That this left the California sales tax reimbursement as a matter of contract between vendor and vendee is affirmed by the later holdings of the lower California courts in Clary v. Basalt Rock Co., 99 Cal.App.2d 458, 222 P.2d 24 (1950), which held that there was no venue against the vendee in a particular county because it could not be found that any tax obligation arose against the vendee when a sale was made, and Livingston Rock & Gravel Co. v. DeSalvo, 136 Cal.App.2d 156, 288 P.2d 317 (1955), where the vendor under a lease-sale overlooked providing for sales tax reimbursement. Although the vendor had been held liable for payment to the State, the court held that the vendor could not collect the tax from the vendee.
We have recently explained "the controlling significance" of First Agricultural Bank in this way:
"But the controlling significance of First Agricultural Bank for our purposes is the test formulated by that decision for the determination where the legal incidence of the tax falls, namely, that where a State requires that its sales tax be passed on to the purchaser and be collected by the vendor from him, this establishes as a matter of law that the legal incidence of the tax falls upon the purchaser."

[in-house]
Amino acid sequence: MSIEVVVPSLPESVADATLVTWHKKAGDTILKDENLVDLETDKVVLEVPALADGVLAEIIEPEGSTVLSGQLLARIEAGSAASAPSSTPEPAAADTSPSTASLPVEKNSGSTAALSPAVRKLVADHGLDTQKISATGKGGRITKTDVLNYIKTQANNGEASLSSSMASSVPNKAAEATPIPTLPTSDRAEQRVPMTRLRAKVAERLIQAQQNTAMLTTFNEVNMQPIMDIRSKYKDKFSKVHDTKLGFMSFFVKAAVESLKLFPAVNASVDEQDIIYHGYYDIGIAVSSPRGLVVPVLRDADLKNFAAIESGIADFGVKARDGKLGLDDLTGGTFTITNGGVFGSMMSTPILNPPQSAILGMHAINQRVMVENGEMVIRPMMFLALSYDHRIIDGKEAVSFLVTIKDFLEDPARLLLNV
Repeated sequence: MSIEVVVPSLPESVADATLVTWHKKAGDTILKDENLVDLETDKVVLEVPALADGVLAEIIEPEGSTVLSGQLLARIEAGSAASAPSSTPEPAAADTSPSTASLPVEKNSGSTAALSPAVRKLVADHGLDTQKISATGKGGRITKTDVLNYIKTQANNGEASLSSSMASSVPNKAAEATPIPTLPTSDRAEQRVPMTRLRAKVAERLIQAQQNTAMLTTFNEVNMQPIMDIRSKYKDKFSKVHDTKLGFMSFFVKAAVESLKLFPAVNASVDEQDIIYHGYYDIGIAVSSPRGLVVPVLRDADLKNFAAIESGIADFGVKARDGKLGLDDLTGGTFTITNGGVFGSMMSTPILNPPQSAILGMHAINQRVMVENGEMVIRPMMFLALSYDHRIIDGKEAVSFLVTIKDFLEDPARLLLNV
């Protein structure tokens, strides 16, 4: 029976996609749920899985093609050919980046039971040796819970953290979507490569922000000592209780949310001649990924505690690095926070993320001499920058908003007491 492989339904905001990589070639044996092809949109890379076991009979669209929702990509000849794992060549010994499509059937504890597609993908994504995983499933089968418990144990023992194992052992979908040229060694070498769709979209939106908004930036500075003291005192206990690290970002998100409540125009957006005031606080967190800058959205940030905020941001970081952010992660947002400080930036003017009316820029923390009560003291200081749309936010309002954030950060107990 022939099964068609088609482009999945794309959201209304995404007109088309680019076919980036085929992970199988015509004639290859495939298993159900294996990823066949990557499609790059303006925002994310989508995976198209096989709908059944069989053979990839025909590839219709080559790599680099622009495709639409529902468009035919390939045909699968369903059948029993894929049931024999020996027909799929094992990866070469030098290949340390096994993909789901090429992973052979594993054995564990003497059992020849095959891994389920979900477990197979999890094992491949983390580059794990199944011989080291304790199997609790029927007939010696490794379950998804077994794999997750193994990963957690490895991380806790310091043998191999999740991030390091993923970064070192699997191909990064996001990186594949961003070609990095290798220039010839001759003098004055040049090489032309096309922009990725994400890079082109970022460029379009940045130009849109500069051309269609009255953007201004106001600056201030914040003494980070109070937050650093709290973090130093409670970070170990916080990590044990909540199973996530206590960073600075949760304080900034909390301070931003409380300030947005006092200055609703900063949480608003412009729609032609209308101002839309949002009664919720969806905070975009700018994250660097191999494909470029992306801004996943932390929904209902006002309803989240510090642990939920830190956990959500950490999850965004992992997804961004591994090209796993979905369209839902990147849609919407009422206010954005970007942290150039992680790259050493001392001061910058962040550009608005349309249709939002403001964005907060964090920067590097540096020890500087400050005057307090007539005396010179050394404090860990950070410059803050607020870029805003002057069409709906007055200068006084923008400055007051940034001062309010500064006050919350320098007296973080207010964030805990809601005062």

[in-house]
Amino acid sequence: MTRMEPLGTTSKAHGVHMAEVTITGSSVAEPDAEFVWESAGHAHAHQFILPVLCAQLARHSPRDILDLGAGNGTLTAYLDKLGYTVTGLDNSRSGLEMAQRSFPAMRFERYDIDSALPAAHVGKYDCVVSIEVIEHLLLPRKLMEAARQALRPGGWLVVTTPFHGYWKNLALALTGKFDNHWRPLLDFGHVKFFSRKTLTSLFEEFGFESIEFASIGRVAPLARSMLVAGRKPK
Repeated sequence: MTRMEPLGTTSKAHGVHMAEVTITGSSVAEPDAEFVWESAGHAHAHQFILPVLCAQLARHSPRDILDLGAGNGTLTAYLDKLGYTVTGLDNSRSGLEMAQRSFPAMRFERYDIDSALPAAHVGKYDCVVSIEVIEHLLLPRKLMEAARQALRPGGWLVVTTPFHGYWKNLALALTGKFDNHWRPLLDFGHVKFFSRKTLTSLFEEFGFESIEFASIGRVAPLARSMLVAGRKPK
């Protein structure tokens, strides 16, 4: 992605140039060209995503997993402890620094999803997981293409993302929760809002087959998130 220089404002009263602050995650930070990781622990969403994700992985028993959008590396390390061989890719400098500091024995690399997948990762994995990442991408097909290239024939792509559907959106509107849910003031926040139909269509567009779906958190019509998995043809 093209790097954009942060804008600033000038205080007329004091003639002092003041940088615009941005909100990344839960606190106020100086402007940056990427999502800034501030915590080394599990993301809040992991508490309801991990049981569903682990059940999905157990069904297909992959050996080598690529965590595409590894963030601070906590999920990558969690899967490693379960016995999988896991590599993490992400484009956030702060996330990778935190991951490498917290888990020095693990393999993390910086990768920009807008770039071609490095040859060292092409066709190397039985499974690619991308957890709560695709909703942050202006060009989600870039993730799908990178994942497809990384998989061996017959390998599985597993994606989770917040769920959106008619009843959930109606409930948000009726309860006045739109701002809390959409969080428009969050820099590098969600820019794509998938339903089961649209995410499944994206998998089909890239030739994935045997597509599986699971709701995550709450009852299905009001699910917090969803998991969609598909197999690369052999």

Appellants have placed great stress on the wording of § 6052 of the California Revenue and Taxation Code (1970), which provides:
"§ 6052 Collection by retailer from consumer. The tax hereby imposed shall be collected by the retailer from the consumer in so far as it can be done."
On its face, this provision could reasonably be read to require that the tax be paid by the consumer. However, in the face of the state courts' consistent interpretation of the state statute as not requiring that result, we are not free to place our own interpretation on the statute.
"The economic burden of taxes incident to the sale of merchandise is traditionally passed on to the purchasers of the merchandise. Therefore, the decision as to where the legal incidence of either tax falls is not determined by the fact that petitioner, by increasing his pump prices in the amounts of the taxes, shifted the economic burden of the taxes from himself to the purchaser-consumer. The Court has laid to rest doubts on that score raised by such decisions as Panhandle Oil Co. v. Mississippi ex rel. Knox, 277 U. S. 218 (1928); Indian Motorcycle Co. v. United States, 283 U. S. 570 (1931); and Kern-Limerick, Inc. v. Scurlock, 347 U. S. 110 (1954), at least under taxing schemes, as here, where neither statute required petitioner to pass the tax on to the purchaser-consumer. See Alabama v. King & Boozer, 314 U. S. 1 (1941); Lash's Products Co. v. United States, 278 U. S. 175 (1929); Wheeler Lumber Co. v. United States, 281 U. S. 572 (1930); First Agricultural Nat. Bank v. Tax Comm'n, 392 U. S. 339 (1968); American Oil Co. v. Neill, 380 U. S. 451 (1965)."